USD-JPY lifted back towards 104.00 after earlier printing a six-day low at 103.53. Remarks by Fed hawks, who pushed back on speculation for a tapering in asset purchases during the year, have knocked Treasury yields lower. U.S. CPI data for December, released later today, is also expected to reaffirm the relatively high level of inflation compared to peers, albeit at only an expected 1.3% y/y rate (up from 1.2% in November) in the headline reading. The data will in turn reaffirm the negative U.S. real interest rate differential versus Japan and the Eurozone, among other economies.

    [GBP, USD]
    Cable ebbed back to the mid 1.3600s amid a dollar rebound. The pair earlier posted a high at 1.3701, which is just 4 pips from the 32-month peak that was seen last week. At the same time, EUR-GBP has posted a new 12-day low. The pound yesterday rallied after both the BoE Governor Bailey and Deputy Governor Broadbent sounded cool on negative interest rates. The rapidly proceeding Covid vaccination program in the UK, which is on track to have nearly 25% of the population vaccinated including nearly all of the at-risk groups by mid February, has also been in the market's conscience, as indeed it is in minds of BoE policymakers. The Covid vaccination rollout is providing investors a 'bridge' over prevailing lockdown realities, with UK nations last week going into a 'tier 5' lockdown, the most restrictive level since the full 'mother lockdown' of spring last year, and with talk of a yet more restrictive 'tier 6' being introduced. The UK economy underperformed its G20 peers during lockdowns last year, and there is a view that the inverse may be seen during a vaccine-assisted route out of lockdowns. Regarding the post-Brexit world, the UK's terms of trade with the EU has eroded, despite the deal, and the key financial services sector has been left in a strategically more precarious position than before, with participation in EU markets dependant on the latter's equivalency rules -- although London's competitive advantage in this area should protect the sector over the near- to-medium term. There is also potential for pent up business investment, with Brexit uncertainty having finally cleared, The UK data calendar this week is highlighted by the release of production, monthly GDP and trade data for November (all due on Friday). Given the fast changing realities (new Covid lockdown, rapid vaccination program) the data is particularly backward looking, so will limited, if any, market impact.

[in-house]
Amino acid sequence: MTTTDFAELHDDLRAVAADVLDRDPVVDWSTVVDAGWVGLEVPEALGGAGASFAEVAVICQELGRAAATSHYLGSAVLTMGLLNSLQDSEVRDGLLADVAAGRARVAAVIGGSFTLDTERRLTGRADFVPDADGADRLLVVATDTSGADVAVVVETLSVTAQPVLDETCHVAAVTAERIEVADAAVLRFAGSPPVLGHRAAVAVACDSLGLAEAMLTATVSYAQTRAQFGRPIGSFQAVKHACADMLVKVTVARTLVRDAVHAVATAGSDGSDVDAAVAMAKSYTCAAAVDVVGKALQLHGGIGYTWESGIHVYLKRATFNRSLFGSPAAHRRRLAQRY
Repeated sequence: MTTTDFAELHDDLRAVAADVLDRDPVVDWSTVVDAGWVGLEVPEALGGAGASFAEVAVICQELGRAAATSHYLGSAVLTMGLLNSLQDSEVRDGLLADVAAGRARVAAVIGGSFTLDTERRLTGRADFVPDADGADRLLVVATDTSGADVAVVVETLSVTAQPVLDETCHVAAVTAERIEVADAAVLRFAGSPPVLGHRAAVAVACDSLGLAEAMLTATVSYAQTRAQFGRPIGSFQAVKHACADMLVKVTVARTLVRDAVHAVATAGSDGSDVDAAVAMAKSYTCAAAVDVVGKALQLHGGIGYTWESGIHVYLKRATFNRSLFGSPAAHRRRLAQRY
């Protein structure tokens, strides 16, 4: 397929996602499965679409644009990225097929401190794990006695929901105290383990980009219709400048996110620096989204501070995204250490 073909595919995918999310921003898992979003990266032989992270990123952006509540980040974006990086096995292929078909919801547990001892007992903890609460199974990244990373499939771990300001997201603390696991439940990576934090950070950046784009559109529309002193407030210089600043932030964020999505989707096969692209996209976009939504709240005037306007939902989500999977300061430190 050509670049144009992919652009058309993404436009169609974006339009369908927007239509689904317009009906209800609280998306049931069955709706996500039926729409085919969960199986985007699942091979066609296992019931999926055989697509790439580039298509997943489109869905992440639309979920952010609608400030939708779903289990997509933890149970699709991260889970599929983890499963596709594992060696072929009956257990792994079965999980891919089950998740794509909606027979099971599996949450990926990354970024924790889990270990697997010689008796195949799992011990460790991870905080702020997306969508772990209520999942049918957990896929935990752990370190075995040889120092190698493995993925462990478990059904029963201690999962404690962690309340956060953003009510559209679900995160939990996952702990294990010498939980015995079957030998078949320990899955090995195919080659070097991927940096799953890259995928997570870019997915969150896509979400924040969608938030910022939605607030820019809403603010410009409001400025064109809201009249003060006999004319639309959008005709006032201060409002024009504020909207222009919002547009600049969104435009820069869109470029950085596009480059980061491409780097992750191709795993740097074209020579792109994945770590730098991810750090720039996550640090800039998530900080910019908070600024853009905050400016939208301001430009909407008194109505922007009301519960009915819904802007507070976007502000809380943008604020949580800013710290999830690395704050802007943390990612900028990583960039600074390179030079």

[USD, CHF]
    The recent weakening in the Swiss fran will have been pleasing to policymakers at the SNB, given their chronic disquietude about the franc's value. Unlike most central banks, the SNB explicitly incorporates the franc into monetary policy to ward off speculative purchases of the currency, which would impart deflationary forces (via cheaper imports) with the consequential impact of an unwelcome tightening in real interest rates. The central bank repeated at its latest quarterly monetary policy review that the franc remains "highly valued" and said it is ready to intervene directly in the foreign exchange market.

    [USD, CAD]
    USD-CAD posted a two-day low at 1.2701, partly on broad weakness in the U.S. dollar and partly with the Canadian dollar and other oil correlating currencies having lifted in sync with the rally in oil prices. The latest phase of the oil rally was fuelled by weekly U.S. crude inventory data from API, released yesterday, which showed a 5.821 mln barrel depletion in stocks, much bigger than the market consensus for a 2.266 mln barrel draw. Crude prices were already buoyant heading into the API data release, thanks to Saudi Arabia's announcement last week for a 1 mln barrel a day production cut in both February and March. Front-month WTI oil futures earlier hit a new 11-month high at $53.93. There remain reasons for caution with regard to oil's upside potential, given demand-sapping Covid restrictions across the northern hemisphere, and with tanker-tracking data showing compliance among OPEC+ producers to maintain output quotas falling to 75% in December.